[Date Prev][Date Next][Thread Prev][Thread Next][Date Index][Thread Index]

[freehaven-dev] Thoughts on 2/25/2001 meeting notes (Red Rover)

Thanks, Freehaveners, for thinking about Red Rover.  I have no
doubt that any doubts about security, etc., are valid ones and
no illusions that there's a lot to be done yet.  But I haven't heard
the argument yet that the multiplicity of a peer-to-peer approach
(I'm using that term really broadly here to just mean "napster-like",
though the actual communication between the clients would be
even less than with napster) isn't what these goals call for.  The
idea has been to provide an amoeba-like population, one that
can't be pinned down and then blocked.  We can't centralize
the beacons in an onion routing way between the clients and
the recipients or we will be looking at DoS attacks (just as if we
were planning this system to be identical to napster).  I'm 
repeating myself, of course--and I'm very open to suggestions.
But P2Ping this Red Rover appears to do two things we need:
1) it provides a centralization model from the viewpoint of the
servers, since they all rely on a central hub of reliable information,
and 2) it provides decentralization from the viewpoint of the 
recipient (and police).  These are both desiderata of the system, 
as I see it, and I'm not sure what alternatives there are that will
still achieve both points.

A point for clarification, too.  Certainly the final goals of 
getting around firewalls could be done any number ways.  Clarke
thinks he's solved it, for example.  But RR is based on a
contextual approach to the problem which is not purely technical,
and its important to remember that.  Clarke's is a good case in
point of a brilliant, anonymous, ingenious system--that will 
to get a lot of people behind bars because it completely ignores
the legal context of the problem. The balance is not between 
this or that version of technological security--its between levels of
technological security and elements of risk to users in the 
context of their environment.  Hope this helps.

News from Oxblood, by the way, and this is purely confidential.
Long story short, we have a window of opportunity again, if we 
were to get something going with Red Rover.  They've been 
delayed at least 6 months. Their original launch date was to be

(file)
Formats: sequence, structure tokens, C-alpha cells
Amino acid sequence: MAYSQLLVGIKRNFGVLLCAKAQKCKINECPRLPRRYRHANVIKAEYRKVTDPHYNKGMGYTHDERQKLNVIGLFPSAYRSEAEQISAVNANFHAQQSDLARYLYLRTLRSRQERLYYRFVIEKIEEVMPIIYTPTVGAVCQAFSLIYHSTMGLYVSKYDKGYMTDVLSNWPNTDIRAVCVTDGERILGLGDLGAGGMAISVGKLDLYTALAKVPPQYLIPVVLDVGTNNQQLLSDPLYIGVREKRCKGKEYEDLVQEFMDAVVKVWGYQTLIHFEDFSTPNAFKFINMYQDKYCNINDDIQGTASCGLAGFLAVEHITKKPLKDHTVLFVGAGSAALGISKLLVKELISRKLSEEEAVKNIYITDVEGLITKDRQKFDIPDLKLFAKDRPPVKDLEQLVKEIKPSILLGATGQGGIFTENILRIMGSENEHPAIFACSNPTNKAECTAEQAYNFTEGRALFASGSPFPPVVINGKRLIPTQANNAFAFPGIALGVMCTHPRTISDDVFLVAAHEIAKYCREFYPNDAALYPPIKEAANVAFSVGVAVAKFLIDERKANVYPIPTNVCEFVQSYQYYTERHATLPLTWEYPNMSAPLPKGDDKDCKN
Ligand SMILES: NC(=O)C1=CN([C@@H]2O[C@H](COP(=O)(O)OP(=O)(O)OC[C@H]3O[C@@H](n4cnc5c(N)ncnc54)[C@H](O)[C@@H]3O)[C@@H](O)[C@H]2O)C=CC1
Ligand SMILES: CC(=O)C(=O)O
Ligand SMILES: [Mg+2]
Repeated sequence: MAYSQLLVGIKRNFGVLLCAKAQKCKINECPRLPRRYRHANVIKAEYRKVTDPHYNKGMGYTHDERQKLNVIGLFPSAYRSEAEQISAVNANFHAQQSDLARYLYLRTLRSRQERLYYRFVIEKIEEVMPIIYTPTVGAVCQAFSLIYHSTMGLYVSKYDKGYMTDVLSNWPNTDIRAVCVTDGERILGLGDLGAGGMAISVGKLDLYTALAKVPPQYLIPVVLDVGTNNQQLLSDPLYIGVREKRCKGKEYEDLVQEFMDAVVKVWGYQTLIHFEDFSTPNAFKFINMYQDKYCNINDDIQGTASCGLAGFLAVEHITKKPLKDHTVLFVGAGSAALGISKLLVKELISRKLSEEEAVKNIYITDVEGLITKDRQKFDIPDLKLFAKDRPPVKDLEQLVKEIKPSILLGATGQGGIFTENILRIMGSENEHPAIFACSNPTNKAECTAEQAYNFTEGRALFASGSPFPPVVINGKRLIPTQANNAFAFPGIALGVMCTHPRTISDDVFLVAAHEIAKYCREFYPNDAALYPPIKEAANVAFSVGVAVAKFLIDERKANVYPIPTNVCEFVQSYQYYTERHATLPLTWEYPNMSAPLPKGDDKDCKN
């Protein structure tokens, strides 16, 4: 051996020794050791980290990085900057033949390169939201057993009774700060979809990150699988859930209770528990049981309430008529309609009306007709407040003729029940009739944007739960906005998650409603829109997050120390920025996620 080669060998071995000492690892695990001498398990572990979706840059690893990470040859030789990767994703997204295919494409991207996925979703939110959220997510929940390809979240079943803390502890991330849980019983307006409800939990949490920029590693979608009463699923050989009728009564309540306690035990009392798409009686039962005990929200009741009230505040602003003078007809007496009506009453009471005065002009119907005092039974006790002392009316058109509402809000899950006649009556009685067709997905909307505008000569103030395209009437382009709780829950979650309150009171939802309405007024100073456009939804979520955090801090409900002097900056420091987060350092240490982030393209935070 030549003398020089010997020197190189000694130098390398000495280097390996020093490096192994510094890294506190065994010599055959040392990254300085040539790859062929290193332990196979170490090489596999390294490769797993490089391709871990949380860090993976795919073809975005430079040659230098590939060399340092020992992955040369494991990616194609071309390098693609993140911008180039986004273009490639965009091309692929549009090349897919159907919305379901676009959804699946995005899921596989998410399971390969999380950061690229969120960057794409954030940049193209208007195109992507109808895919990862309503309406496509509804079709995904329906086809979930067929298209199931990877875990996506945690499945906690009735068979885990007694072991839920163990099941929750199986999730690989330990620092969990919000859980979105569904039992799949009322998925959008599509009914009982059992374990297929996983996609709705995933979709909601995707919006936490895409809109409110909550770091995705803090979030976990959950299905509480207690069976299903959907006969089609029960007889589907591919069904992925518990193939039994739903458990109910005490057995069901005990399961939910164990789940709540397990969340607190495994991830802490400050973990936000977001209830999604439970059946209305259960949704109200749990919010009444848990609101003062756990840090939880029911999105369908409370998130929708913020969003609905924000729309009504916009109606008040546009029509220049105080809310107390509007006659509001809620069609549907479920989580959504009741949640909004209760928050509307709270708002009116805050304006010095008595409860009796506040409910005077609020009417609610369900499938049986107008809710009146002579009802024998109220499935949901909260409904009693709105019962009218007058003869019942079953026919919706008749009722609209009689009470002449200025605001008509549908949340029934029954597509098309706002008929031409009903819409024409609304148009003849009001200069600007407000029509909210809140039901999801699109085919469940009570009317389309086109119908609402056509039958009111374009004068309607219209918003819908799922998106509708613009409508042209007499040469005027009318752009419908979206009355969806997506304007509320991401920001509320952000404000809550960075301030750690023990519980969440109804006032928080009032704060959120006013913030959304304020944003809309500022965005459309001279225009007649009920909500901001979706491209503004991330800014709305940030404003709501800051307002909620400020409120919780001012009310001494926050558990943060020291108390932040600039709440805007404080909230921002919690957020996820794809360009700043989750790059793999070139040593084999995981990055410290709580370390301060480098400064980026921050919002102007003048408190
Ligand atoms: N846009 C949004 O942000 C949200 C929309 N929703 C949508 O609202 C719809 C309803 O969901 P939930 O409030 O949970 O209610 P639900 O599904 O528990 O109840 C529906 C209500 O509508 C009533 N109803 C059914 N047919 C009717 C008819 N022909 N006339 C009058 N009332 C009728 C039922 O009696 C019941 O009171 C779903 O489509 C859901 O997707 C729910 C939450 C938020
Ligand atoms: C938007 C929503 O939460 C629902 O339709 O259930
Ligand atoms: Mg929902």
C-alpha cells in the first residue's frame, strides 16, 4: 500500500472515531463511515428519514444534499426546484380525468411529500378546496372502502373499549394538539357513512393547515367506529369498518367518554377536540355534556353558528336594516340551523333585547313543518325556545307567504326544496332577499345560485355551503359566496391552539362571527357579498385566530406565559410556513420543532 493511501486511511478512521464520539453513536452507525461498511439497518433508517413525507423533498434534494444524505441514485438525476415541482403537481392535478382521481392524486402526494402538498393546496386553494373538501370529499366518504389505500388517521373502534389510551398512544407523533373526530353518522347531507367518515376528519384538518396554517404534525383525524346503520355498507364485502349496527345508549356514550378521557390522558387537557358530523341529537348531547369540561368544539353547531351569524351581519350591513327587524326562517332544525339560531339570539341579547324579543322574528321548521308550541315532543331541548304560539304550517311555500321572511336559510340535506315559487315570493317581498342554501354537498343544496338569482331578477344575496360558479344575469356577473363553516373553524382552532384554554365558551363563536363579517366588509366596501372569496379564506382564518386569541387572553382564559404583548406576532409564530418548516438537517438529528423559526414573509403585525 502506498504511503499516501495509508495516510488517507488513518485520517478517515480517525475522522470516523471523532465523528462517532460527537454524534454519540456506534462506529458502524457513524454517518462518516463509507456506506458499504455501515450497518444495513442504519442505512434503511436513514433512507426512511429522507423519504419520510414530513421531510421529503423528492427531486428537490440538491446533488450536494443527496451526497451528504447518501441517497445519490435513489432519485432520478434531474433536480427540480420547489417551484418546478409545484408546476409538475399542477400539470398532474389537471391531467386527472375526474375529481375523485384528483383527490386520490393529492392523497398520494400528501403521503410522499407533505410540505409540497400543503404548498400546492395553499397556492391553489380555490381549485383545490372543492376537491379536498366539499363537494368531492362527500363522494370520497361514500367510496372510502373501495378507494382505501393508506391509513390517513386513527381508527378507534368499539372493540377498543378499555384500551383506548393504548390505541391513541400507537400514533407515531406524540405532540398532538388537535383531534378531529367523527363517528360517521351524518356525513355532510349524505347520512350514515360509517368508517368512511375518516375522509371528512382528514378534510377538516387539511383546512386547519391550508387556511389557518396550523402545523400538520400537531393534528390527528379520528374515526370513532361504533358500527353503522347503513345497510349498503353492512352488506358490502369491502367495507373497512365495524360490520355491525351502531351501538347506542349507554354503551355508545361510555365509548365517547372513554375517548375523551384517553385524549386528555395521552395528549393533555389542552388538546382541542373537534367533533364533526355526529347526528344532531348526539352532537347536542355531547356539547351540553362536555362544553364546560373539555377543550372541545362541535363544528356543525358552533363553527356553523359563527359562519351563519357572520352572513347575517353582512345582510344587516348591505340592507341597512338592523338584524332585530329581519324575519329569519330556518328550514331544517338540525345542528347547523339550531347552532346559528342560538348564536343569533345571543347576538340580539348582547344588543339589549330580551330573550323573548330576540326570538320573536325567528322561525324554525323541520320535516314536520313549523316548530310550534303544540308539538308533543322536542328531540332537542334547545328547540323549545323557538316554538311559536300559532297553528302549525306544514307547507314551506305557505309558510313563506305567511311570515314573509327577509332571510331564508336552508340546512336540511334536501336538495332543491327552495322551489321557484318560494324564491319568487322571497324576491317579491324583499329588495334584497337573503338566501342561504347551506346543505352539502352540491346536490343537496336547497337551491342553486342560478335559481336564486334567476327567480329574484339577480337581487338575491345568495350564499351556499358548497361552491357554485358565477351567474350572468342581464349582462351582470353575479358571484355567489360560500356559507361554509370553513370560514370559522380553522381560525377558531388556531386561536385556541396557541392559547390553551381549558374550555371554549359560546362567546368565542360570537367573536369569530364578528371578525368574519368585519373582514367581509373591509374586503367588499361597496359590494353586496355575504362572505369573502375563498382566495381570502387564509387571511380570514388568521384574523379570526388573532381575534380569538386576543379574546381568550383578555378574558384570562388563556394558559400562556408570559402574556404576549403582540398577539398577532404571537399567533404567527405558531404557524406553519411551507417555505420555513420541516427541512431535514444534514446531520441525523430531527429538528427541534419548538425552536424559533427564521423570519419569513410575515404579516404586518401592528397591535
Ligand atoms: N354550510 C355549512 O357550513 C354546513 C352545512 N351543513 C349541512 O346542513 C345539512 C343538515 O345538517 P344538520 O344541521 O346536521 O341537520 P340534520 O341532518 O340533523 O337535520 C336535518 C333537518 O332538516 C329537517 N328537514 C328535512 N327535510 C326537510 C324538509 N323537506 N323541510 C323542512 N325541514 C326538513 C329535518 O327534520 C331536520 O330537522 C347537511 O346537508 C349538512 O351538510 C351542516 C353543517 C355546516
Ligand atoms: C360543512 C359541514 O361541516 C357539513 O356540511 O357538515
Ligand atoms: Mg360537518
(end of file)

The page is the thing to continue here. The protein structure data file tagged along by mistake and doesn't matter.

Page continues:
in March.  If we *were* to get RR going by the end of the 
summer term, RR should beat them out.  On the other hand,
one programmer on the team I've spoken to has expressed
interest in potentially partnering with RR once their own system
is finished.  So, if their system looks like something you think
we should copy, we may have to ride their coat tails.  

There are two other viable partnerships which I'm working on
developing at this point, aside from the Austrian ones which
will likely come to life late this year.  

Red Rover doesn't have to be perfect from the receiver's
point of view--it just has to be "common sensical".  The "can do"
of Red Rover is to make the website information available
at all times--its not to crash firewalls.  And its to make sure
people can find the sites when they want to (hence the 
rococo notification system).  The risk is *not* that recipient
emails get discovered by the Chinese cops--that's turning
Red Rover into a logical problem.  Its not.  The risk is that
if the Chinese *did* discover the email addresses that 
they would then trace and prosecute the visitor.  From 
what we know of the Chinese, yes, we'd like to avoid 
user's being found out--but visiting websites that haven't
been blocked hasn't been getting people into trouble
there--so as far as I'm concerned, the logical problem
is not the problem we need to concentrate on--it might
be overworking the problem.  We don't need to reinvent
Freenet, afterall--we just need a delivery system with as
much security as we can muster to make it 1) run 24/7i
and 2) with *reasonable* care, contextually defined
country by country, to permit a user to find out about and
visit undiscovered/unblocked personally run websites.
In my opinion, we can then worry about security refinement 
in version 2.  :)

All the best,


>3) Red Rover. I think the current concensus is that the overall
>goals seem good, but the approach may not be the right one to take at
>all. Peer-to-peer is a nice notion in that it will garner support and
>publicity, but that doesn't mean it's the best approach from a technical
>point of view. We should try to get more info from Alan and Oxblood, and
>see where it goes. In the meantime (independently), Rachel is looking at
>"steganography in big brother countries" papers with the intent of trying
>to find a masters thesis in it.

Shop online without a credit card
RocketCash, a NetZero subsidiary